Risk factors can be controlled either during the development stages of a product or process or after work has begun. In the development stages, very effective controls can be achieved (proactively) for a small investment. Once production has begun, changes can still be implemented (retrofit changes) but usually require modifications to existing equipment. Retrofit changes also require workers to change work patterns. Implementing a change after habits have been formed requires that the need, the objective, the time frame, and the consequences of the change be communicated. One way to ensure this communication is through employee involvement.
After risk factors and their causes have been identified, either in development or after implementation, the next step is to identify control measures that reduce or eliminate the presence of these factors. Traditional classification of control measures distinguishes between engineering controls and administrative controls. Opportunities for both types of controls differ depending on whether the job or process is new or existing.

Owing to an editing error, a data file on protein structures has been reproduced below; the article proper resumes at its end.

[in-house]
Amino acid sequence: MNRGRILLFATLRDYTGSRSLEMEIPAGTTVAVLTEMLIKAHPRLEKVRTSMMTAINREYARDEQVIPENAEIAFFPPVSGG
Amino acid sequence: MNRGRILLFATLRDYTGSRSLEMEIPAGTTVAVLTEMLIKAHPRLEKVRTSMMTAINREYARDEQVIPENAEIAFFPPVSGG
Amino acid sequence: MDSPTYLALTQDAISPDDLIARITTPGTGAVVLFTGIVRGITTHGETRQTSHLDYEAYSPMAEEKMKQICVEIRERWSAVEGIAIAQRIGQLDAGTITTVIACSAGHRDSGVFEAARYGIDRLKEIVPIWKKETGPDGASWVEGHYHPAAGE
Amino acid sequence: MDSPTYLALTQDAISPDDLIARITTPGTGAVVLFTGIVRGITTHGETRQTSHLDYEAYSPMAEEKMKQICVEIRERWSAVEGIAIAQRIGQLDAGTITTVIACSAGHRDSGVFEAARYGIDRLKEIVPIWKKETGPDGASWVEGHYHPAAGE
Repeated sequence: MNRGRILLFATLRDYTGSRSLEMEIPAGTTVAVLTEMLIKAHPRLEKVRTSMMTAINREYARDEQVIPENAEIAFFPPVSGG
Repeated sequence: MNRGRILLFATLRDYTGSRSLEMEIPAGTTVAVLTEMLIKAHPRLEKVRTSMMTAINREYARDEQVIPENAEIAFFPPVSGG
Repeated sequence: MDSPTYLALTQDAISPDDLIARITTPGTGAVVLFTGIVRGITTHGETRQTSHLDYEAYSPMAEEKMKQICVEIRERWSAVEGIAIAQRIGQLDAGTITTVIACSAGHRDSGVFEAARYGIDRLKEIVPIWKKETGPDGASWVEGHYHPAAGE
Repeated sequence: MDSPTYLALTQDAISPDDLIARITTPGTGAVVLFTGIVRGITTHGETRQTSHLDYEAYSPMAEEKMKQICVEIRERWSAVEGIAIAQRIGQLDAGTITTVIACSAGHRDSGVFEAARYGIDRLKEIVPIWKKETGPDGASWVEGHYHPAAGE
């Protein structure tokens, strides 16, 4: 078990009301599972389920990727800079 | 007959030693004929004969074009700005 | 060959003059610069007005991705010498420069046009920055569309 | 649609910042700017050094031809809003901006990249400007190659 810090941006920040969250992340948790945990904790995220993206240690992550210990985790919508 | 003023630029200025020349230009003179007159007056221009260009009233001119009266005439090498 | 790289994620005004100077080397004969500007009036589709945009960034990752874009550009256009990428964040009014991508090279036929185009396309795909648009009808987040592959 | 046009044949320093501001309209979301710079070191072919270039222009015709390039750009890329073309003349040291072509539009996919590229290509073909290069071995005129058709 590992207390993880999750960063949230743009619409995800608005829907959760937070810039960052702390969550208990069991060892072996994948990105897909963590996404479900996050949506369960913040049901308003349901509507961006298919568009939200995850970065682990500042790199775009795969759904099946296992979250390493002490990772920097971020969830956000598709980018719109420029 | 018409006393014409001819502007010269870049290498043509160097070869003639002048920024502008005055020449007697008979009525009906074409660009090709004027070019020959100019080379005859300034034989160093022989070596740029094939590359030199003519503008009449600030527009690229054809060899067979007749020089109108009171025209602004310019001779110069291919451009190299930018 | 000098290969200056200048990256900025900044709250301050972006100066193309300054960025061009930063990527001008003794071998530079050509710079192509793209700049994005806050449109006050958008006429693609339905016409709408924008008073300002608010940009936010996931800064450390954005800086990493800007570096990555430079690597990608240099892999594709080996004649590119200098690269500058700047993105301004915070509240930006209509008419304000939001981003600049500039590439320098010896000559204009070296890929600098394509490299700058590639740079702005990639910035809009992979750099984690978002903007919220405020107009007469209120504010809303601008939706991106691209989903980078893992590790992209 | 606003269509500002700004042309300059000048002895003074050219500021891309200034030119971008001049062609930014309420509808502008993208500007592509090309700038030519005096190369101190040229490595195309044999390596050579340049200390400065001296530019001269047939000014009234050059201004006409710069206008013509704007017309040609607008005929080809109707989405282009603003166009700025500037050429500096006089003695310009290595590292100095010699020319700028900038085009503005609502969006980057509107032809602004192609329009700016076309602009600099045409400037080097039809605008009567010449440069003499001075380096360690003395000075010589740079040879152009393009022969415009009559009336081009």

A three-tier hierarchy of controls is widely accepted as an intervention strategy for controlling workplace hazards, including ergonomic hazards. These procedures should be evaluated when determining how to correct or control your ergonomic hazards:
Engineering controls to reduce or eliminate potentially hazardous conditions (e.g., work station, tool, and equipment design or redesign).
Administrative controls, usually changes in work practices and management policies (e.g., worker rotation, reduced production demand, and increased rest breaks).
Personal protective equipment